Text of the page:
If you are an ex-gay leader... (a personal note from the editor)

Whether you ever admit to reading this or not, here are over 400 people that went through some kind of ex-gay experience - perhaps under your guidance - and have something to say about it. It’s tough because it’s like reading what people really think about your work without any filter. Sure, these are the people for whom SOCE did not work. But don’t you want to improve your standings? Wouldn’t you want to craft your ministry in such a way that no one would leave your organization? After all, here are over 400 people you potentially once had in your fold and you lost them, and many of them feel they were deeply damaged as a result. I dare you to read on and see what’s being said about you, if for any other reason than to make your “product” a more successful one and to minimize the harm that it has caused in these people and in future clients.

Consider how so many people can go through your “treatments” and come out the other side hating themselves so much? And how is it that, even if they might of have come to you already with a certain amount of self-hate or maybe even mental illness, they went through your programs and left your care feeling just as bad or worse than when they went in? How can so many people go through your programs and come out no longer believing God exists? Do you not see this as a problem? 

I know you may not like what you see in these responses, but guess what, we can agree on that! I don’t like what I see in these responses, either. Let’s set in motion a comprehensive, unbiased study and action plan so that none of the damage ever has to happen again. Ultimately, whether or not any of this sinks into your heart, here is what over 400 people have said about your work and I figured you would want to know...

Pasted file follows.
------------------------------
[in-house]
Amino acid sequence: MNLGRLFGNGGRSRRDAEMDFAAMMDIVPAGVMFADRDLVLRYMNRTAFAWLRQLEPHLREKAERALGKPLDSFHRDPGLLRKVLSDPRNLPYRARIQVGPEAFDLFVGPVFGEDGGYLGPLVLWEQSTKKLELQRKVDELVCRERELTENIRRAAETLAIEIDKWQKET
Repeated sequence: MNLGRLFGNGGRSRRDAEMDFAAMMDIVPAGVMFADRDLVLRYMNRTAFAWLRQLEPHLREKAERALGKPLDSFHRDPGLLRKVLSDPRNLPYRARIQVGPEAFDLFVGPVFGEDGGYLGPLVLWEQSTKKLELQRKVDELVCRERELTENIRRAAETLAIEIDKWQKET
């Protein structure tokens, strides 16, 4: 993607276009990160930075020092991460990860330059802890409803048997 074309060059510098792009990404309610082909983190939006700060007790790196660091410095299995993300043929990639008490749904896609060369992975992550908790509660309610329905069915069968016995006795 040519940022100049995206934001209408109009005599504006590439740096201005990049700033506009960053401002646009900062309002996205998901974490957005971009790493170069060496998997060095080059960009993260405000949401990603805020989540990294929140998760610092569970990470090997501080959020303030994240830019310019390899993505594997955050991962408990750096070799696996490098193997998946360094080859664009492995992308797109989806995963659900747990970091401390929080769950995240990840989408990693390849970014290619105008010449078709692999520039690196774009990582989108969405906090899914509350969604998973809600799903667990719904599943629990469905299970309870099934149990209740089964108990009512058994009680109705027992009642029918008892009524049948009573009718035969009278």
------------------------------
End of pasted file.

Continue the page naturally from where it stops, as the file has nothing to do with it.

The Questions and linked results:

Demographics Page

1. What kind of ex-gay activities did you participate in?

2. In general, how long a period of time was your experience?

3. At what approximate age did you begin to actively pursue an ex-gay experience?

4. During your ex-gay experience, what was your religious affiliation?

5. Approximately how much money did you spend on the experience?

6. What were the reasons (the motivations) you tried to follow an ex-gay path?

7. What were you hoping to get from (the results you wanted from) your ex-gay experience?

8. What significant experience motivated you to quit the ex-gay movement?

9. Do you feel that you were harmed by your ex-gay experience?

10. If you feel that you were harmed, please check the below boxes that describe the kinds of harm you experienced.

11. To what degree does the harm of your ex-gay experience still affect you today?

12. What good, if any, came out of your ex-gay experience?

13. What have you done or experienced that has helped you to recover and undo the ex-harm?

14. What gender identification do you use?

15. What is your sexual orientation?

16. What is your religious/spiritual affiliation?

17. What is your ethnicity?

18. What Country, State/Province do you live in?



Survey Results Introduction | Questions | Demographics | Conclusion

SOCE Survey Results are © Copyright 2013. Jallen Rix, Ed.D., ACS and
Please ask permission before using this material.